In the Matter of the Arbitration
of a Dispute Between
LOCAL UNION #2832, MIDWESTERN
INDUSTRIAL COUNCIL, UNITED
BROTHERHOOD OF CARPENTERS AND
JOINERS OF AMERICA
EGGERS INDUSTRIES, INC.
Mr. Conrad Vogel, Assistant Business Representative, Midwestern Industrial Council, United Brotherhood of Carpenters and Joiners of America, 1614 Washington Street, Two Rivers, Wisconsin 54241-3099, appearing on behalf of Local Union #2832.
Mr. Gary Milske, Personnel Manager, Eggers Industries, Inc., Neenah Division, 164 North Lake Street, Neenah, Wisconsin 54956, appearing on behalf of Eggers Industries, Inc.
Local Union #2832, Midwestern Industrial Council, United Brotherhood of Carpenters and Joiners of America (hereinafter Union) and Eggers Industries, Inc. (hereinafter Employer or Company) have been parties to a collective bargaining agreement at all times relevant to this matter. Said agreement provides for arbitration of unresolved disputes involving the interpretation or application of any provision of said agreement by an arbitrator appointed by the Wisconsin Employment Relations Commission. On August 28, 1989, the Union and Employer jointly requested the Commission to initiate grievance arbitration in this matter. On September 27, 1989, the Commission appointed James W. Engmann, a member of its staff, as the impartial arbitrator in this dispute. A hearing was held on October 23, 1989, in Neenah, Wisconsin, at which time the Union and the Employer were afforded the opportunity to present evidence and to make arguments as they wished. No transcript was made of the hearing. The Union and the Employer exchanged briefs on November 29, 1989, and waived the filing of reply briefs. Full consideration has been given to the evidence and arguments of the Union and the Employer in reaching this decision.
STATEMENT OF FACTS
The basic facts are not in dispute. The Company employs one part-time employe and between zero and 20 temporary employes. The Company employs between 203 and 206 full-time employes, including represented and non-represented employes. The number of employes in the bargaining unit is less than 200, though the precise number is not in the record.
PERTINENT CONTRACT LANGUAGE
ARTICLE ONE - RECOGNITION
1.1 The Company recognizes the Union as the exclusive collective bargaining agency (sic) for all production and maintenance employees, and "Over-the-Road" truck drivers; excluding administrative, professional, supervisory, clerical, part-time and temporary employees.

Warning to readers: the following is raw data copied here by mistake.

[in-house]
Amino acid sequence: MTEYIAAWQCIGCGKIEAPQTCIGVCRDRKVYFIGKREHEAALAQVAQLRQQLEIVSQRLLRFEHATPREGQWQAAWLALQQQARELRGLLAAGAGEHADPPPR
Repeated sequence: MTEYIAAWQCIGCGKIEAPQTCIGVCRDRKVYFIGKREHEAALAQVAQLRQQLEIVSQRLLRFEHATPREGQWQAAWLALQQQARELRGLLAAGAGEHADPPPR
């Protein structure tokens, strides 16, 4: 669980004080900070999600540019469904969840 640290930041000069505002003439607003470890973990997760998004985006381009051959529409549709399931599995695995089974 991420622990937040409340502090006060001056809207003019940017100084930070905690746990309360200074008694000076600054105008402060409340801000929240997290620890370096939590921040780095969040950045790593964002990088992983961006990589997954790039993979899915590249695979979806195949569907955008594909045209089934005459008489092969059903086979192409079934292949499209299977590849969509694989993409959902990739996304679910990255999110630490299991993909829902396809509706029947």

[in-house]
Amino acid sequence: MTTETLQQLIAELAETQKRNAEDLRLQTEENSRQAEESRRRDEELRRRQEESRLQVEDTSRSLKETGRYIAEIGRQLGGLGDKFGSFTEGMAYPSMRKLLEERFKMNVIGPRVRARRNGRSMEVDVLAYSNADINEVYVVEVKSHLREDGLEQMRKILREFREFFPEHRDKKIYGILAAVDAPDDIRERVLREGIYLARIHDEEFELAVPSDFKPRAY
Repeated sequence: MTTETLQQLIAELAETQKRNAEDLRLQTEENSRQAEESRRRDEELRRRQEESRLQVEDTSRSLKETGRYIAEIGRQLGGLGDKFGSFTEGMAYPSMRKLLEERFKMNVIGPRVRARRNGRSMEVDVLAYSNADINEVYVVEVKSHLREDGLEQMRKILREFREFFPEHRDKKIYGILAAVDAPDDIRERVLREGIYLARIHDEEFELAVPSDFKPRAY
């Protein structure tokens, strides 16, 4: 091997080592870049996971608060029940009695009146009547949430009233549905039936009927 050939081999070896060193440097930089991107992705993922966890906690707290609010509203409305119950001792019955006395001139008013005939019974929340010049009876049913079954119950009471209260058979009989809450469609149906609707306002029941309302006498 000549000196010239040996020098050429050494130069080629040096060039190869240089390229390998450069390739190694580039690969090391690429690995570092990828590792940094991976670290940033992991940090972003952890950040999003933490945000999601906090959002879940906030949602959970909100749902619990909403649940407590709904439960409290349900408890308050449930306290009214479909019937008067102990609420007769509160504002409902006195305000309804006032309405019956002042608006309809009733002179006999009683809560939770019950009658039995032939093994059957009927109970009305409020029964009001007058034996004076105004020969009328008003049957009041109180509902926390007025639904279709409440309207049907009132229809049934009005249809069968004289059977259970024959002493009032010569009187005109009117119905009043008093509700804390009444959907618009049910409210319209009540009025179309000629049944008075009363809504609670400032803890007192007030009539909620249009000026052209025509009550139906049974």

1.4 Any employee hired on a part-time (7 hours per day or less), or on a temporary basis (such as a student or retiree) is not required to join the Union, but is required to pay to the Union a working permit fee equal to the regular monthly dues of members of Local Union 2832 for each month employed. Upon written notice to the employer that any part-time or temporary employee has been delinquent in their payments, the employer will discharge such employee unless said delinquency is made up within twenty-four (24) hours after receiving such written notice. The Company agrees to employ part-time employees at a ratio not to exceed 10% of the total work-force.
Part-time or temporary employees are governed by rules as follows:
1) If they worked twelve (12) days in a calendar month, they must pay the working permit fee.
2) They are not subject to the grievance machinery.
3) They can be terminated without notice or severance pay and for any cause or no cause.
4) They are not covered by the same benefits as probationary employees or Union employees.
5) In the event that temporary or part-time employee's status is changed to permanent, full-time, they immediately come under the existing Union security clause Article 1.2, and their seniority will date from the first day of this current temporary or part-time employment period.
6) Temporary help will not be offered overtime unless permanent employees in the department will not volunteer to perform the overtime or are not able, as determined by the Company, to perform the work.
7) A temporary employee (student) will be paid at the general labor rate unless he is qualified and fills a skilled job, in which case he will be paid $.50 per hour less than the rate for that classified skill job.
However, it is agreed that no temporary or part-time employee will be hired while regular full-time Union employees are on layoff status and/or the Company is working less than a 40 hour week, unless such regular employees decline the work available or a special skill is required to perform the work.
STATEMENT OF THE ISSUE
The parties stipulated to framing the issue as follows:
Is the Company violating the collective bargaining agreement by exceeding the 10% of the total work force limit set by the collective bargaining agreement?
If so, what is the remedy?
POSITIONS OF THE PARTIES
The Company, except for its grievance response, always agreed that the language in Article 1.4 of the collective bargaining agreement did apply to temporary employes. In fact, when questioned by the Union about total number of employes, the Company always supplied the total to the Union within the Company meaning. The total number of temporary employes must be interpreted as applying to the total number of employes in the bargaining unit. These are the employes under the Union's jurisdiction. A net total of the Company's employes would have no meaning at all to the Union. The Recognition Clause, Section 1.1, states what the total work force is.